Commenting on the announcement by Westminster City Council that it is to begin a trial of charging diesel drivers 50% more to park, RAC public affairs manager Nick Lyes said:
“Adding a 50% parking price surcharge to diesel vehicles is unlikely to make any difference to London’s air quality and will simply be seen as another charge on motorists. Westminster’s approach is also arguably not evidence based as the surcharge takes no account of how much a vehicle is used and therefore how much it is contributing to the air quality problem – which calls into question the council’s assertion that they are applying a ‘polluter pays’ approach to tackling the problem.
“Without question tough action needs to be taken to improve air quality – our concern is that this blanket approach that applies to all diesel cars, regardless of how polluting they are, is simply the wrong one. The problem needs to be looked at in its entirety with any measures fairly applied across all contributors to poor quality air, be they private or business motorists, private hire firms or bus operators.
“Parking surcharges appear to be a fashionable way for some councils to penalise diesel drivers. Merton Council, for example, is the latest London borough seeking to unfairly impose a retrospective diesel surcharge to residents’ parking permits – without any evidence to suggest it will improve air quality.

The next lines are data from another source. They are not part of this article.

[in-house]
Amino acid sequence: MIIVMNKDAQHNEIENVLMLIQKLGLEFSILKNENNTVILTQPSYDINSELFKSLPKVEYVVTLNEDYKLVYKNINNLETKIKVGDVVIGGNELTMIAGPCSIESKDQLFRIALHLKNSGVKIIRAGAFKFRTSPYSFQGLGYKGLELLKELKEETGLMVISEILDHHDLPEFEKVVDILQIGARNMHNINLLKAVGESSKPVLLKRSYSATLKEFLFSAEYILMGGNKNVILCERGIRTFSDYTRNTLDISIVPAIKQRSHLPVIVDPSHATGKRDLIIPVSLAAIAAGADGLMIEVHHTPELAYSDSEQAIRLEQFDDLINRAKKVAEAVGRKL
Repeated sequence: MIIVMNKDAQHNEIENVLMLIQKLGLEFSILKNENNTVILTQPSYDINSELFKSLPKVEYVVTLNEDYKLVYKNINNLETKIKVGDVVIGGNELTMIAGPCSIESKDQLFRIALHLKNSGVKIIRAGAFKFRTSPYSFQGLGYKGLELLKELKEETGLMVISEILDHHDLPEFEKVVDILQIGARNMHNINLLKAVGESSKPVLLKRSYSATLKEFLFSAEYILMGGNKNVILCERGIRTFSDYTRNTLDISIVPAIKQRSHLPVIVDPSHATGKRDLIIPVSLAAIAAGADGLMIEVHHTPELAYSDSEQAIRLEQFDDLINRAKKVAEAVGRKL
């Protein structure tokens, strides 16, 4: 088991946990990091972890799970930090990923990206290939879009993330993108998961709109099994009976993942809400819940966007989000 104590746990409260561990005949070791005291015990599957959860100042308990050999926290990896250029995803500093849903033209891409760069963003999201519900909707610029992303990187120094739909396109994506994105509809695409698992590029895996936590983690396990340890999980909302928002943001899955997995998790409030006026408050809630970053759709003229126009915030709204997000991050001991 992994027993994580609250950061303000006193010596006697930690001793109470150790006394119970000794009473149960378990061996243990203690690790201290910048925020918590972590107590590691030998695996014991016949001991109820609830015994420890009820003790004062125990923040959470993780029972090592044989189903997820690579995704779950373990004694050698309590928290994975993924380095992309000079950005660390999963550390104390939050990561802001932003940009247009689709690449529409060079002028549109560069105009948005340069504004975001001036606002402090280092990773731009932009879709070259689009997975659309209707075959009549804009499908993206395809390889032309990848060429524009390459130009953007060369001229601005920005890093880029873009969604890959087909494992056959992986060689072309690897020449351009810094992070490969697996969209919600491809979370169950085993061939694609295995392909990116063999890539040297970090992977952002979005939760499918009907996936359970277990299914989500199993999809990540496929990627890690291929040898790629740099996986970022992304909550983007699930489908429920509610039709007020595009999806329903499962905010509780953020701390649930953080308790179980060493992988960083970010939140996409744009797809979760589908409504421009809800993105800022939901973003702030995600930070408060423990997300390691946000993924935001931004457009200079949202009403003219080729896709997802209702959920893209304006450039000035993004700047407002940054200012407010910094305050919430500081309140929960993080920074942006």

“Motorists are keen to be part of the solution in ending the blight of poor quality air, and research from the latest RAC Report on Motoring shows that 55% of motorists would support charging the most polluting vehicles for entering an area with poor air quality.
“The RAC supports measures such as the Ultra-Low Emission Zone which is evidence-led and focuses on targeting the most polluting vehicles. Councils must also start to look at local measures to get traffic moving - some of the worst local air pollution will also be where congestion is at its worst. Additionally, policymakers must be seen to lead by example, so ambitious targets to replace bus and taxis fleets with cleaner, modern vehicles must be a priority. And finally, the Treasury must provide motorists with incentives to switch - changes to VED rates for new vehicles this year unfortunately send the wrong message to motorists who want to do their part by purchasing a modern, low emission vehicle.”